|DATE 11/03/2003 4:55 PM
|FOR IMMEDIATE RELEASE
This is part of an occasional series by the Sanpete Country Travel and Utah Heritage Highway 89 Alliance on the people and places along U.S. Highway 89.
Travel & Heritage Council Collecting Piano Histories
|It’s fitting that the community is helping North Sanpete High School raise money to buy a new piano for use in school and community functions. Piano playing in one form or another has deep roots in the community and county, says Monte Bona, a member of the Sanpete County Travel and Heritage Council.
“In the days before radio, television and computers, the piano was the main form of entertainment in just about every family,” Bona says. “Many people may remember gathering around the piano in the parlor with friends and family on just about every occasion. Given that there is a community fund raising project going on to purchase a new piano for the high school, we thought it was the perfect opportunity to draw attention to the history of the piano in our city and county.”
The Sanpete Travel and Heritage Council is looking for stories, old photographs and memorabilia about the piano. Some of the county’s earliest settlers actually brought the unwieldy instruments across the plains with them. “Getting a piano here must have been an extremely difficult task,” Bona says.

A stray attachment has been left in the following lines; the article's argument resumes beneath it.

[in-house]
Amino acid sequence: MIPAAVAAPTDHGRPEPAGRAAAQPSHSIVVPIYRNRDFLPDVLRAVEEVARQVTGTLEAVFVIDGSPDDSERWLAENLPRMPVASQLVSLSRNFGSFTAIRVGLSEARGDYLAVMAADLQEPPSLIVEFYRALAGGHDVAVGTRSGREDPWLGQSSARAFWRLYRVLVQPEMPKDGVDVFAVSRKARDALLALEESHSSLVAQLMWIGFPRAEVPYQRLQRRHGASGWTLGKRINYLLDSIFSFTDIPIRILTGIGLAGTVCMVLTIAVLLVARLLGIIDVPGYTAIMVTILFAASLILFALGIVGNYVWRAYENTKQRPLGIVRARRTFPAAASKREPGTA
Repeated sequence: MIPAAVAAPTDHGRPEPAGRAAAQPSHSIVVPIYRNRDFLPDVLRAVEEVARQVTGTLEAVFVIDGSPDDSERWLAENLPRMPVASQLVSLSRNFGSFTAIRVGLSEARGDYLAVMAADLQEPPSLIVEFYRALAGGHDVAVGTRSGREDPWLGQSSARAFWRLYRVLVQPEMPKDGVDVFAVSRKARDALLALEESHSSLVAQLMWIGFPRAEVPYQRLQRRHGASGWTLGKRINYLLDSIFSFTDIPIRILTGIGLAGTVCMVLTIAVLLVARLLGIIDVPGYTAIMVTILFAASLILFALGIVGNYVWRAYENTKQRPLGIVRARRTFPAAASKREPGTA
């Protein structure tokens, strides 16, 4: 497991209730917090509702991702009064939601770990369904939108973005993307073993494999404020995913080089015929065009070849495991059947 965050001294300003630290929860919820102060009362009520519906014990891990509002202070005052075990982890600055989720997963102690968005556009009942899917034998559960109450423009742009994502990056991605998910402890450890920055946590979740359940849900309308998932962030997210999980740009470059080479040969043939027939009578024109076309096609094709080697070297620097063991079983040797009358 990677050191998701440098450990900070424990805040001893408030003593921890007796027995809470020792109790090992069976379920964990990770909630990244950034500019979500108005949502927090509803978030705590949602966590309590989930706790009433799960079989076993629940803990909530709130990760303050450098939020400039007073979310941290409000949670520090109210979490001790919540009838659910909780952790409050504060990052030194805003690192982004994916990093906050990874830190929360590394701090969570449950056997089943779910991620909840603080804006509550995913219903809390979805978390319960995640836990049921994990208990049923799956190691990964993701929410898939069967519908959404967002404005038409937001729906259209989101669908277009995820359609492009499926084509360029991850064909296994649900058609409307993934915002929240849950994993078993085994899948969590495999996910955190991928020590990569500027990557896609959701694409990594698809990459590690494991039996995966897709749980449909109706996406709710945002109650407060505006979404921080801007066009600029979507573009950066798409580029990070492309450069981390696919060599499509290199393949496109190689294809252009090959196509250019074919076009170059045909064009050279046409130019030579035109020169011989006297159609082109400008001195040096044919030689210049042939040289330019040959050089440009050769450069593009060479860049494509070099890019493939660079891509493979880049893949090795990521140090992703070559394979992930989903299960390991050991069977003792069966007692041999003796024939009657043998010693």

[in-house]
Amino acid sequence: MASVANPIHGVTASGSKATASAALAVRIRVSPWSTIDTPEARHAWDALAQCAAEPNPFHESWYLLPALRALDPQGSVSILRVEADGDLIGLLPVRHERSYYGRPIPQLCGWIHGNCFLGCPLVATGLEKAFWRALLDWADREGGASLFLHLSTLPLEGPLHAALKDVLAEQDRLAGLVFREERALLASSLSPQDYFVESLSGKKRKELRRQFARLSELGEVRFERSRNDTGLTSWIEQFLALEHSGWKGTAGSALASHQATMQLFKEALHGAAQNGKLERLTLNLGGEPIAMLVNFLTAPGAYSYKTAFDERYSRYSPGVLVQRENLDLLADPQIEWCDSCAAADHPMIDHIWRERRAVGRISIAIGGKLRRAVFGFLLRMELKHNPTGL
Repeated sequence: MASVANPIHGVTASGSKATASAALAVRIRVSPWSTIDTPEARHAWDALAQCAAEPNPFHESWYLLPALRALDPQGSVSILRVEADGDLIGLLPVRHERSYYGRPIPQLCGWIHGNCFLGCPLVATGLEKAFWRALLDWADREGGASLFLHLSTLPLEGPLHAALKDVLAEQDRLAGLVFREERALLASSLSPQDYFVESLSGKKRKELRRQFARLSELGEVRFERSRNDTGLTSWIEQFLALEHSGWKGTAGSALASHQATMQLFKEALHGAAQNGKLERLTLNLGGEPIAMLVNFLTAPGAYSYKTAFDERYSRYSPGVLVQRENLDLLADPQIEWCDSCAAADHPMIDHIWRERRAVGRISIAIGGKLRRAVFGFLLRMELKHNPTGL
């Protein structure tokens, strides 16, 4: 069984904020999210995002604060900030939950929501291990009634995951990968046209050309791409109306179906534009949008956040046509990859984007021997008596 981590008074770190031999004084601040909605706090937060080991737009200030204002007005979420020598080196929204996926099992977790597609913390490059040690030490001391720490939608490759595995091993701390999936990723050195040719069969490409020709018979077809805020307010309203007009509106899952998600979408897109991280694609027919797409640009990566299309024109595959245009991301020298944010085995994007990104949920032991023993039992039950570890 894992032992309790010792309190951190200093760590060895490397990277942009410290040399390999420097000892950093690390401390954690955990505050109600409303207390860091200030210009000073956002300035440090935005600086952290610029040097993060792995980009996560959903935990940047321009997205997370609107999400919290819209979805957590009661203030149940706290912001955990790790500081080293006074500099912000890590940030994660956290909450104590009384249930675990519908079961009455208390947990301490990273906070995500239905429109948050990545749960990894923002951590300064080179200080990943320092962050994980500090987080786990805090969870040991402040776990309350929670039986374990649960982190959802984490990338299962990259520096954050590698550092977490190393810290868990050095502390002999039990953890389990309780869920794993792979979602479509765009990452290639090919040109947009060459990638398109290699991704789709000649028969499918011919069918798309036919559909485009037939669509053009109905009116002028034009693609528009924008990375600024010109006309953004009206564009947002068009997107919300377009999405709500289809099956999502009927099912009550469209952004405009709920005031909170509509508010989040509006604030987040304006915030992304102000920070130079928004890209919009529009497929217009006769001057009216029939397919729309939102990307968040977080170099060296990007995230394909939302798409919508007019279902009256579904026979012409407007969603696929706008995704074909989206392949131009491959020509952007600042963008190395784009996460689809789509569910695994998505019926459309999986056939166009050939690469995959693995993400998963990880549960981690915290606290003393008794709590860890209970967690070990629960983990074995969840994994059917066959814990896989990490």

The difficulty may be one of the reasons that the piano has continued to be a much-loved instrument over the years. Other reasons may be that the piano tended to be connected to the family. “Brass bands, which were also very popular in yesteryear, were the very common in small towns as a way for the community to pull together. Choir was also very popular, especially among church groups,” Bona says. “But the piano was in the home and it was a family gathering place.”
The Travel and Heritage Council would like to hear from people who have histories to tell like the stories Deneice Blackham and her son, Donnell Blackham of Moroni have to share. . Deneice Blackham taught piano for 72 years, retiring just two years ago at the age of 90. Not only did she teach piano out of her home, but at one time she played piano at the Fountain Green Theater, providing sound effects for the silent movies that played there. Her grandmother, Eliza Anderson, also played and taught the piano. “My mother never remembers a time in her life when there wasn’t a piano in the home,” Donnell Blackham says.
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